All European languages students (French, German, Hispanic Studies and Italian) are required to spend a year abroad between Stages 2 and 3 in a country where the European language is spoken. You are expected to adhere to any academic progression requirements in Stage 2 to proceed to the year abroad. If the requirement is not met, you may have to postpone your year abroad.
The year abroad is assessed on a pass/fail basis and does not count towards your final degree classification. You spend the year working as an English language assistant or in approved employment, or studying at one of our partner universities. For a full list of our partner universities, please visit Go Abroad.
The 2020/21 annual tuition fees for this programme are:
For details of when and how to pay fees and charges, please see our Student Finance Guide.
Full-time tuition fees for Home and EU undergraduates are £9,250.
For students continuing on this programme, fees will increase year on year by no more than RPI + 3% in each academic year of study except where regulated.*
The University will assess your fee status as part of the application process. If you are uncertain about your fee status you may wish to seek advice from UKCISA before applying.
Full-time tuition fees for Home and EU undergraduates are £1,385.
Full-time tuition fees for Home and EU undergraduates are £1,385.
Students studying abroad for less than one academic year will pay full fees according to their fee status.
Compulsory language modules include small group work with a native speaker, computer-assisted language learning packages and audio and video materials.
At all stages, assessment is based 100% on coursework (essays, oral presentations) in the first half of the year, and a combination of coursework and examination in the second half of the year. Credits from your year abroad count towards your final degree.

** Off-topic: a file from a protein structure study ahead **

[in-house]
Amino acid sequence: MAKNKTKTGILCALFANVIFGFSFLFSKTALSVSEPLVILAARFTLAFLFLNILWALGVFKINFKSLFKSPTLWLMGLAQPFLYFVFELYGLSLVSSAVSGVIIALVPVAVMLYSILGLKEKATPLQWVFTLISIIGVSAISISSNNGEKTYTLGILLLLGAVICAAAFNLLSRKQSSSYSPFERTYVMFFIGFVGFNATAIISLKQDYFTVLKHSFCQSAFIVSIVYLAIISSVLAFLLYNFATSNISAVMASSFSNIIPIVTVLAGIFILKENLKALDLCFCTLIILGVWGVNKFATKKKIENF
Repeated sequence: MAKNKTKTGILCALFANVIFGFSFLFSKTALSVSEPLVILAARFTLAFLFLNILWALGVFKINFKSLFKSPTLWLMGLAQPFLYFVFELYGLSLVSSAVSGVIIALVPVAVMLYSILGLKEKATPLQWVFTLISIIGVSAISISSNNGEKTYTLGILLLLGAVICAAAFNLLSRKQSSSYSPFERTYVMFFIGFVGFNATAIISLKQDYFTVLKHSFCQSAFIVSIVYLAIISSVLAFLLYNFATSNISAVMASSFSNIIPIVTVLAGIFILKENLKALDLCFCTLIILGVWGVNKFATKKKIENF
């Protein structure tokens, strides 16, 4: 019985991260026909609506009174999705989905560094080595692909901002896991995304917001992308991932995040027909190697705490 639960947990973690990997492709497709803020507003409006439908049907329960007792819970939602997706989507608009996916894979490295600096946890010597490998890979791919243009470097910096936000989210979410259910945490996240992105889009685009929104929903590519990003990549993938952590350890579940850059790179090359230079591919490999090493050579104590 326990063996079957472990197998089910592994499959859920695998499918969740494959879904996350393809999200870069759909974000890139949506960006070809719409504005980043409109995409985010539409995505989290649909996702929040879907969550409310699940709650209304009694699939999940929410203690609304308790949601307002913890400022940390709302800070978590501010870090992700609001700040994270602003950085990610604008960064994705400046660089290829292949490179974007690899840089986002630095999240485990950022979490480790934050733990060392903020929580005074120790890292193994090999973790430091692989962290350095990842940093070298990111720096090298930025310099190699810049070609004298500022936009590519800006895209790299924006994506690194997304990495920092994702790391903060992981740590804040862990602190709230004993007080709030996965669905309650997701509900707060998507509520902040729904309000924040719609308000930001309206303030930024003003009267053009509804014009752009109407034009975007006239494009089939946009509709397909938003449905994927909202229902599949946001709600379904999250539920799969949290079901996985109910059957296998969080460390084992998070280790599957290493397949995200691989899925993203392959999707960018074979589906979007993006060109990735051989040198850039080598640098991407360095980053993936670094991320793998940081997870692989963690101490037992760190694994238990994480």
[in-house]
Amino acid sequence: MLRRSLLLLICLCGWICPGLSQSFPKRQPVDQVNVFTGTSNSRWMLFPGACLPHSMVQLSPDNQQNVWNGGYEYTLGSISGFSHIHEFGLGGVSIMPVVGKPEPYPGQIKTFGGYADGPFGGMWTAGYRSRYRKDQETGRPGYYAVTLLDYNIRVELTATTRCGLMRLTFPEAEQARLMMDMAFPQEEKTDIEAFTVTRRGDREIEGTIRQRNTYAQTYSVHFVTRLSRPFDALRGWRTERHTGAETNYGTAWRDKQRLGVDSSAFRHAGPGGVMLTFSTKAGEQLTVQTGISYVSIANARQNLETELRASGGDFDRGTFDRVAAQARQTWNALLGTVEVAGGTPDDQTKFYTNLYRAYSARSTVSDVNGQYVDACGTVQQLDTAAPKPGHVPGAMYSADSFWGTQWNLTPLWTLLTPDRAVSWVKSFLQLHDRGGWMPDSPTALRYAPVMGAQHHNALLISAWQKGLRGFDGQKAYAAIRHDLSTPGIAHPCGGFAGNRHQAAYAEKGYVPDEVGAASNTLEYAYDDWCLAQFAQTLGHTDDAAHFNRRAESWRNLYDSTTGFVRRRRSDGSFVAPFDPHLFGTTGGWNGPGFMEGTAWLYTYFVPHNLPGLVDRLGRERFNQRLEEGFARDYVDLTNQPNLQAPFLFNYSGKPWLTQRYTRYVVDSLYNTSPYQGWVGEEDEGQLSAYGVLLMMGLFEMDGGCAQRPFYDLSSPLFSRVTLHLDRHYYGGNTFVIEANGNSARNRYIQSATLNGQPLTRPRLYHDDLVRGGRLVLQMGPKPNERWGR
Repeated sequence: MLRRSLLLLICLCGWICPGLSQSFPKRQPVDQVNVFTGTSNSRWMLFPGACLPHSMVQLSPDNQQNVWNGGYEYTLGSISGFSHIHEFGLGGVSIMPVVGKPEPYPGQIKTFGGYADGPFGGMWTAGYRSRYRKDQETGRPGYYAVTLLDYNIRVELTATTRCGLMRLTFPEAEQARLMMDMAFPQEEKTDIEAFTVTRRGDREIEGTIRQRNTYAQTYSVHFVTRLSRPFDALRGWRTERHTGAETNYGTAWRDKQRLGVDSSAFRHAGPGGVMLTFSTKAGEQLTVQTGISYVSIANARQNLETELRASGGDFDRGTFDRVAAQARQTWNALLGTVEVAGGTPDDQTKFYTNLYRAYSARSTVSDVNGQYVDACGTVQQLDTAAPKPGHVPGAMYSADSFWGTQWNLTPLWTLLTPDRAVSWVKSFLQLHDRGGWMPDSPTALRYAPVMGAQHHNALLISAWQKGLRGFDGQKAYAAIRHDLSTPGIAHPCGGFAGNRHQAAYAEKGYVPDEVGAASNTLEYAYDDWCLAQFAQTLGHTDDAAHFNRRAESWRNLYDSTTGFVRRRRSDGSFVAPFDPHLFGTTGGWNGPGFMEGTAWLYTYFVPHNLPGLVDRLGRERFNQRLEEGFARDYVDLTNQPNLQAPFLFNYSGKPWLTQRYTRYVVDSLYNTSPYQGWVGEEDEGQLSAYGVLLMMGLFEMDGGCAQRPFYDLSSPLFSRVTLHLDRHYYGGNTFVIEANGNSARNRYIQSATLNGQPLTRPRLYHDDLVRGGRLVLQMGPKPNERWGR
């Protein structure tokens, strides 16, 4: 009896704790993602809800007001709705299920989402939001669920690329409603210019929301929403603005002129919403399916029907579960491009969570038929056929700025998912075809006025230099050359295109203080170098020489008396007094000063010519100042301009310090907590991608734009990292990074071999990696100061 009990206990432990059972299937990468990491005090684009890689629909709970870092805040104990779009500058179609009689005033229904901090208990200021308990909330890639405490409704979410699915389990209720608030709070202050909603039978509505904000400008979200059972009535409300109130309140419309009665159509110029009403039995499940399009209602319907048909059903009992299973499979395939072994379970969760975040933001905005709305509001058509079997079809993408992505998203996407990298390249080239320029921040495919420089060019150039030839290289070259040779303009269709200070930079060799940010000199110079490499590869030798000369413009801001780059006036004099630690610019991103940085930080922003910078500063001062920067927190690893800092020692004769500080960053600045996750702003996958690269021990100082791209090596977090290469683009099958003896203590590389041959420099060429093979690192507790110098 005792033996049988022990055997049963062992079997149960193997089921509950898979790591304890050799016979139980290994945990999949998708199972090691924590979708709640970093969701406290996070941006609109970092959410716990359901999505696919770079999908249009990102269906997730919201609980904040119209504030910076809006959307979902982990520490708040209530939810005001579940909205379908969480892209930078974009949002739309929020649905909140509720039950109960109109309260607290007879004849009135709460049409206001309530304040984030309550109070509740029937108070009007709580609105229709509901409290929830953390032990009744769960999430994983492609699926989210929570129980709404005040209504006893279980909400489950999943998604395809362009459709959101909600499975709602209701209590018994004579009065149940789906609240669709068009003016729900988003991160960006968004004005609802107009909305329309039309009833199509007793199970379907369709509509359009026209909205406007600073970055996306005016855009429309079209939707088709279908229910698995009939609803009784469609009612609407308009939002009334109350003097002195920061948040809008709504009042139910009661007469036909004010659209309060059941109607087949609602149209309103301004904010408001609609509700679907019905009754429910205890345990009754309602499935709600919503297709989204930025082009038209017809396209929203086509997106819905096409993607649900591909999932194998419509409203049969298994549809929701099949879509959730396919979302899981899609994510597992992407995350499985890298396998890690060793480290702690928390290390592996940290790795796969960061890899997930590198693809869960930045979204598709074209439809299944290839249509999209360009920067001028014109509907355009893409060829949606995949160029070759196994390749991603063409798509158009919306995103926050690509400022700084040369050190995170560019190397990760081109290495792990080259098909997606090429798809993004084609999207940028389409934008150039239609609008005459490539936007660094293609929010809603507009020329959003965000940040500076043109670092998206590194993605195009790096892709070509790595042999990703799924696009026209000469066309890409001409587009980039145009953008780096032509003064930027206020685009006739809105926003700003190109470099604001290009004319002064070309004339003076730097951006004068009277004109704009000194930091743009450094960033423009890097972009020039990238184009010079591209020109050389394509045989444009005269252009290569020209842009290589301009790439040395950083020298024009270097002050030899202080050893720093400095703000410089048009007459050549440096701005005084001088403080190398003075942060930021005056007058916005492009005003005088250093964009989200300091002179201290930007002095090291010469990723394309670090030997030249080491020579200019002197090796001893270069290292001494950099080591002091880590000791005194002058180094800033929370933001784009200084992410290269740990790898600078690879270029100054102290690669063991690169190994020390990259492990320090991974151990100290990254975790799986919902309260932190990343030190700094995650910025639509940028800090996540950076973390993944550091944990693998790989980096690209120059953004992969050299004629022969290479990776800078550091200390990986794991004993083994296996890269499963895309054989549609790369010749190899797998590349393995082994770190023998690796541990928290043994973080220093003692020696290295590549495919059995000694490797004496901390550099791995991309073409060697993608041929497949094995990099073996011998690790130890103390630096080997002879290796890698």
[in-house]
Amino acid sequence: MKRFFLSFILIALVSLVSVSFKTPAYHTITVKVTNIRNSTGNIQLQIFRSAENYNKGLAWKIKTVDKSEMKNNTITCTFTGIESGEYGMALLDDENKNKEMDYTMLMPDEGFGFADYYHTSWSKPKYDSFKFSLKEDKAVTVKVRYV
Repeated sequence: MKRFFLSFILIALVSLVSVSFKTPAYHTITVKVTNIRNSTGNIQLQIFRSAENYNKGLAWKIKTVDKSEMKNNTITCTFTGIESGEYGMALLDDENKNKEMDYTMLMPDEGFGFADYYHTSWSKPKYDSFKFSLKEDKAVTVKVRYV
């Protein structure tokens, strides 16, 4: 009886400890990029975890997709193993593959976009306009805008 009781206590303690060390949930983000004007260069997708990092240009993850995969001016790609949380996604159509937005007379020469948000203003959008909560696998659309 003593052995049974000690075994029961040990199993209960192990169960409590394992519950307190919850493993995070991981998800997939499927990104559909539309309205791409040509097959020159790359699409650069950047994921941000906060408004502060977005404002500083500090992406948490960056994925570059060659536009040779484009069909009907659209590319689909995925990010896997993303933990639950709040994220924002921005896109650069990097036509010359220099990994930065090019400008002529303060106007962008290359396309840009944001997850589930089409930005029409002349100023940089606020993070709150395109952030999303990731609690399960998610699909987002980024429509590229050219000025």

English Language and Linguistics provides an opportunity to discover spoken and written language in all its complexity. While the focus is on English, you also explore the meaning of language more generally, and discover what language systems have in common.
Combining theoretical and practical elements, the programme explores the structure of language and its relationship with culture, society, and the mind. A broad choice of theoretical topics encompasses such areas as syntax, phonetics and phonology, morphology, sociolinguistics, language acquisition, semantics, literary stylistics and critical and cultural theory. Courses in language learning and teaching, for instance, have a more vocational focus.
For a student studying full time, each academic year of the programme will comprise 1200 learning hours which include both direct contact hours and private study hours. The precise breakdown of hours will be subject dependent and will vary according to modules. Please refer to the individual module details under Course Structure.
Methods of assessment will vary according to subject specialism and individual modules. Please refer to the individual module details under Course Structure.
For programme aims and learning outcomes please see the programmes specification for each subject below. Please note that outcomes will depend on your specific module selection:
French at Kent scored 92% in The Complete University Guide 2021. Over 89% of final-year Modern Languages and Linguistics students were satisfied with the quality of teaching on their course in The Guardian University Guide 2020.
Linguistics at Kent was ranked 2nd for graduate prospects and 9th overall in The Complete University Guide 2021, and 12th in The Times Good University Guide 2020.
Our graduates go into a wide range of careers in areas such as:
The School of European Culture and Languages' Employability programme, includes work-related modules and work placements. Both of these are a key part of the ‘in the classroom’ modules, designed for budding teachers, which combine traditional learning methods with practical teaching experience.
The University’s friendly Careers and Employability Service offers advice on how to:
Alongside specialist skills, you also develop the transferable skills graduate employers look for, including:
In addition, the ability to speak a European language other than English and the enhanced confidence you gain from your experience of studying or working abroad are key assets in the global employment market.
You can also gain extra skills by signing up for one of our Kent Extra activities, such as developing your enterprise skills or volunteering.
This course page is for the 2020/21 academic year. Please visit the current online prospectus for a list of undergraduate courses we offer.